Scotty uses his wish to reach his goal

Scott Vander Sloot.


GRAND RAPIDS, Mich. (WOOD) — When Scott Vander Sloot was offered a wish, he could have asked for a trip to Disney World or a meeting with his favorite athlete. Instead, he asked for something that will last much longer  — the education that will help him achieve his dream.

When asked what he wants to be doing in 10 years, Scotty has an answer ready. He wants to be a sportscaster.

“If I was really good, I would do what you do,” the Big Rapids 18-year-old told 24 Hour News 8 Sports Director Jack Doles. “Or some job at ESPN where I get to talk. That would be the dream, I would say.”

“From the time he was 3 years old and watching ESPN SportsCenter on TV, he was talking about working in sports, working for a network, specifically ESPN,” his mother, Cindy Vander Sloot, said.

But there was a time Scotty’s dream seemed in doubt.

In December 2013, he started to feel severe pain in his abdomen.

“Initially, the pain that Scotty had, we — the doctor and I, Scotty — all were thinking maybe appendix,” Cindy Vander Sloot said.

It was much worse than appendicitis. An X-ray found a mass in his abdomen.

“I actually felt lightheaded when the doctor said they found a mass,” Cindy Vander Sloot said. “It is a shock. ”

Scotty was diagnosed with Burkitt’s lymphoma, an aggressive form of cancer.

Luckily, doctors caught it early.

“It wasn’t the end of the world,” Scotty said. “I think it might be how it was delivered to me by (my doctor), maybe, or just how the whole environment at the hospital was, but you knew you were going to be OK.”

Still, it would have been easy for Scotty to turn to sulking or self-pity. He chose not to.

“If I wasn’t positive about it, it would have mentally probably taken twice as long and physically probably it would have a little longer because I wasn’t doing things to make myself better,” he said.

That was not an option for Scotty. He had already set a goal to work toward.

“You don’t really have time to dwell on it when you only have six or seven months until your soccer season starts and it’s the last time you are going to play. So you have to get better,” he said.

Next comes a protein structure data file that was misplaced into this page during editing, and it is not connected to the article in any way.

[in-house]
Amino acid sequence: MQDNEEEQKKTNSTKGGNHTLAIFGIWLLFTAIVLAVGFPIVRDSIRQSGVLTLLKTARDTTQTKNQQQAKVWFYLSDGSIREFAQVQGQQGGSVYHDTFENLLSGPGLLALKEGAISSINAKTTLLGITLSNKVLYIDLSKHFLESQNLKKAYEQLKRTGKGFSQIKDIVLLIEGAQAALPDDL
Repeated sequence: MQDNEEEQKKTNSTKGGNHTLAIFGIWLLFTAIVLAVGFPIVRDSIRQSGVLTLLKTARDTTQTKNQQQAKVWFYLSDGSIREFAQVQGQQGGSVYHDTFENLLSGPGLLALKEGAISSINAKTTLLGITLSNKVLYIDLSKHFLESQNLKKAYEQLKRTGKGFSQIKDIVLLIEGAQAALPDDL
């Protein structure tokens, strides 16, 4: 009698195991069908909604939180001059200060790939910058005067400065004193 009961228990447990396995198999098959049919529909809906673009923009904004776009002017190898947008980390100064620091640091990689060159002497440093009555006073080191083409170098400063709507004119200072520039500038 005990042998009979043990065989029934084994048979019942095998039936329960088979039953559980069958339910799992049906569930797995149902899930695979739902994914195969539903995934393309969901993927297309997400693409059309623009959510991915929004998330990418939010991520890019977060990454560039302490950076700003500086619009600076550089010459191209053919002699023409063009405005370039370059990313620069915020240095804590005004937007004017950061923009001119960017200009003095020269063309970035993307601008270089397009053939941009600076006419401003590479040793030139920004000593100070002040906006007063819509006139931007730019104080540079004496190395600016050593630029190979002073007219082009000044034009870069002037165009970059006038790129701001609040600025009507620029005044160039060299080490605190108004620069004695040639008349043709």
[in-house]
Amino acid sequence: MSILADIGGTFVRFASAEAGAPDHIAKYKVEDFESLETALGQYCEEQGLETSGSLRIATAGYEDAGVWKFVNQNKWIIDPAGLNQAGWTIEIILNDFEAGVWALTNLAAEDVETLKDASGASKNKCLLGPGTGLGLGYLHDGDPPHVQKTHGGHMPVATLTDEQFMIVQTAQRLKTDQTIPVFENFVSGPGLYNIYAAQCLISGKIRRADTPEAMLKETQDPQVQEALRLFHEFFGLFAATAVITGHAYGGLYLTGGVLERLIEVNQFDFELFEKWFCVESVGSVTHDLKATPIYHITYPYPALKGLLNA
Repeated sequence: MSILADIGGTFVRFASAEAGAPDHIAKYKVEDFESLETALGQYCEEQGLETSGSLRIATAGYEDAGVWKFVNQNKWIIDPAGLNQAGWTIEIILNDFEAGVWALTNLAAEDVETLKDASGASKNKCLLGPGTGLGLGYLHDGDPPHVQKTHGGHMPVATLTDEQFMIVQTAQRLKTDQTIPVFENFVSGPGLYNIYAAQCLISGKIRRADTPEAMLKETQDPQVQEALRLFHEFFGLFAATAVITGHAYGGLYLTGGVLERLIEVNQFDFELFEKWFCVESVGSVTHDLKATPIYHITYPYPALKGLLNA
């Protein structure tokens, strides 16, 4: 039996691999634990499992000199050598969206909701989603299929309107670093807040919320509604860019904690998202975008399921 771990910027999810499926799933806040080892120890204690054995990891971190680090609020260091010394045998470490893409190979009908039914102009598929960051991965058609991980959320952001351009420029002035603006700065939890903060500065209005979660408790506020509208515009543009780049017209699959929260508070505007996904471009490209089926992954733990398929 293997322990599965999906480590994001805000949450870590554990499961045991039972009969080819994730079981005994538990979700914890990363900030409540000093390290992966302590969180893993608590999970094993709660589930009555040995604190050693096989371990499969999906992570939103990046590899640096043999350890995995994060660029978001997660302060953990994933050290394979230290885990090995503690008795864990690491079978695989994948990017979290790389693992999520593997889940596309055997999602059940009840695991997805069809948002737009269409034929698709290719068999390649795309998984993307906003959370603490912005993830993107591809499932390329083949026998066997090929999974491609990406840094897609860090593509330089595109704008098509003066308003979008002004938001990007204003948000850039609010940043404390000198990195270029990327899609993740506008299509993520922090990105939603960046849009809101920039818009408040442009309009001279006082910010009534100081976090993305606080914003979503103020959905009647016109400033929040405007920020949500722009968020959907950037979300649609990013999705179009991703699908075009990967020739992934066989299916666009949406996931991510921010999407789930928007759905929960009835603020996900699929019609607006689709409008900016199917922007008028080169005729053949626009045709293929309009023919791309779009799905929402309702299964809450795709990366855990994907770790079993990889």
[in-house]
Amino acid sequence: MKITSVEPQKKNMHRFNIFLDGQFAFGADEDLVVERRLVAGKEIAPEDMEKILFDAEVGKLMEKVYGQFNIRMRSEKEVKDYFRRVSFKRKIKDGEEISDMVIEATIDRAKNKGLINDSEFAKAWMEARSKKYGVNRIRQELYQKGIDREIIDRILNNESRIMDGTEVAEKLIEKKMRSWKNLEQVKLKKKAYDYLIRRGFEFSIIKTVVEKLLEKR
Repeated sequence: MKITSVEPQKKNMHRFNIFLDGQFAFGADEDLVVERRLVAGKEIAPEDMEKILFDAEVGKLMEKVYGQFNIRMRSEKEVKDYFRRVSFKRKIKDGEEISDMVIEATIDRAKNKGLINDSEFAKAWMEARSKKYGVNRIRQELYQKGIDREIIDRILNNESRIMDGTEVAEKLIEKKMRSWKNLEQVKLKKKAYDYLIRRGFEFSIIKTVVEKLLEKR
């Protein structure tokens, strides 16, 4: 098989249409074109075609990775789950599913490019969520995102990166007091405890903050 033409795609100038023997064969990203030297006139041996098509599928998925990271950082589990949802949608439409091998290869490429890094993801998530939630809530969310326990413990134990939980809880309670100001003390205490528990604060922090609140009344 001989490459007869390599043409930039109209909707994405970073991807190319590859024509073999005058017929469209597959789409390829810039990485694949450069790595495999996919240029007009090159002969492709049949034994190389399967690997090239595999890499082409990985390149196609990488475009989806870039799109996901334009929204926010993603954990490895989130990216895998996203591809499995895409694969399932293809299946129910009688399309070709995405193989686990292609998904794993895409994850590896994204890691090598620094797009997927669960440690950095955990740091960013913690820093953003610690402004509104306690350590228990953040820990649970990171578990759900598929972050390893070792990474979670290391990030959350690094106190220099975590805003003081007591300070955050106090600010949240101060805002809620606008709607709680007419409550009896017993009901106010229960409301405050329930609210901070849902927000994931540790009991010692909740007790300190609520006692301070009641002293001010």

Scotty worked hard to get ready, with his positive attitude helping him get past the struggles. He made it back and scored 23 goals in his senior season.

When Make-A-Wish offered Scotty a wish, he didn’t ask for something flashy, like a studio tour or a visit to an ESPN set. He did choose something valuable, though.

“I decided to go with tuition assistance because it would help me in the long term,” Scotty said.

Make-A-Wish recipients can be as creative as they want, and trips to Disney World are a popular request. Scotty’s choice was mature beyond his years.

His goal now is to graduate from Ferris State University debt-free. Thanks to good grades, high test scores and his mother’s job at Ferris State, he can achieve that goal.

“That will be the biggest thing, I think, because I know as soon as I’m in my career, I’m doing something I enjoy hopefully, and I’m not stressing about how I will pay back my education,” Scotty said.

He also plans on living at home while he attends college to cut costs, and he’ll work two or three jobs this summer.

It costs Make-A-Wish Michigan between $4,000 and $8,000 to grant most of its wishes. Thursday evening, Gov. Rick Snyder, Olympic gold medalists Meryl Davis and Charlie White and other VIPs attended the biggest fundraiser of the year for Make-A-Wish Michigan — the Wish Ball at Van Andel Arena in Grand Rapids.

You can donate to Make-A-Wish online.

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